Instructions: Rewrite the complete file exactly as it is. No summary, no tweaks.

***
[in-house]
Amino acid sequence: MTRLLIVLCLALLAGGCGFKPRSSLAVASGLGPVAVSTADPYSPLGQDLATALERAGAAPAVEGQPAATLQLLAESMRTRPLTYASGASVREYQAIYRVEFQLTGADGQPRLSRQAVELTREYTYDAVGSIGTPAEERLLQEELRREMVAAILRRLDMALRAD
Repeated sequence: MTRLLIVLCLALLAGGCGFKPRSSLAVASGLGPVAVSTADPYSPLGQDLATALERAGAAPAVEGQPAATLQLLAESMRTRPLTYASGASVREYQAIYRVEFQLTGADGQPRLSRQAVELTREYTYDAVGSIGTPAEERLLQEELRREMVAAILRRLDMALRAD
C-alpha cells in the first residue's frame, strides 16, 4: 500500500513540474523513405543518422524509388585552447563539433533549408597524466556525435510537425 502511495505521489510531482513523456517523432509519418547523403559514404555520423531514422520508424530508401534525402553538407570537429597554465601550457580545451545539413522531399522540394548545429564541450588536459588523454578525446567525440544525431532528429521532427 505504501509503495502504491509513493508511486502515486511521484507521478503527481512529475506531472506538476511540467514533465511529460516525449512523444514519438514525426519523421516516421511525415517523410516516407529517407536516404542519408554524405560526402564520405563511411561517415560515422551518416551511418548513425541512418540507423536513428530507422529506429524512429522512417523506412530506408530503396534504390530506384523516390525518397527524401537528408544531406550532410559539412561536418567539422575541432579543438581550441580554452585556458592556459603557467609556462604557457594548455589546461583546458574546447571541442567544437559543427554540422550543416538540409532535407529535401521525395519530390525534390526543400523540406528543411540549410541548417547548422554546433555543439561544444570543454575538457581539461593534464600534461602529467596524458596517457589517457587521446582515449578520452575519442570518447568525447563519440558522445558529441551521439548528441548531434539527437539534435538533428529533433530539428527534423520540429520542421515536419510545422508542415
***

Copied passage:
[in-house]
Amino acid sequence: MTRLLIVLCLALLAGGCGFKPRSSLAVASGLGPVAVSTADPYSPLGQDLATALERAGAAPAVEGQPAATLQLLAESMRTRPLTYASGASVREYQAIYRVEFQLTGADGQPRLSRQAVELTREYTYDAVGSIGTPAEERLLQEELRREMVAAILRRLDMALRAD
Repeated sequence: MTRLLIVLCLALLAGGCGFKPRSSLAVASGLGPVAVSTADPYSPLGQDLATALERAGAAPAVEGQPAATLQLLAESMRTRPLTYASGASVREYQAIYRVEFQLTGADGQPRLSRQAVELTREYTYDAVGSIGTPAEERLLQEELRREMVAAILRRLDMALRAD
C-alpha cells in the first residue's frame, strides 16, 4: 500500500513540474523513405543518422524509388585552447563539433533549408597524466556525435510537425 502511495505521489510531482513523456517523432509519418547523403559514404555520423531514422520508424530508401534525402553538407570537429597554465601550457580545451545539413522531399522540394548545429564541450588536459588523454578525446567525440544525431532528429521532427 505504501509503495502504491509513493508511486502515486511521484507521478503527481512529475506531472506538476511540467514533465511529460516525449512523444514519438514525426519523421516516421511525415517523410516516407529517407536516404542519408554524405560526402564520405563511411561517415560515422551518416551511418548513425541512418540507423536513428530507422529506429524512429522512417523506412530506408530503396534504390530506384523516390525518397527524401537528408544531406550532410559539412561536418567539422575541432579543438581550441580554452585556458592556459603557467609556462604557457594548455589546461583546458574546447571541442567544437559543427554540422550543416538540409532535407529535401521525395519530390525534390526543400523540406528543411540549410541548417547548422554546433555543439561544444570543454575538457581539461593534464600534461602529467596524458596517457589517457587521446582515449578520452575519442570518447568525447563519440558522445558529441551521439548528441548531434539527437539534435538533428529533433530539428527534423520540429520542421515536419510545422508542415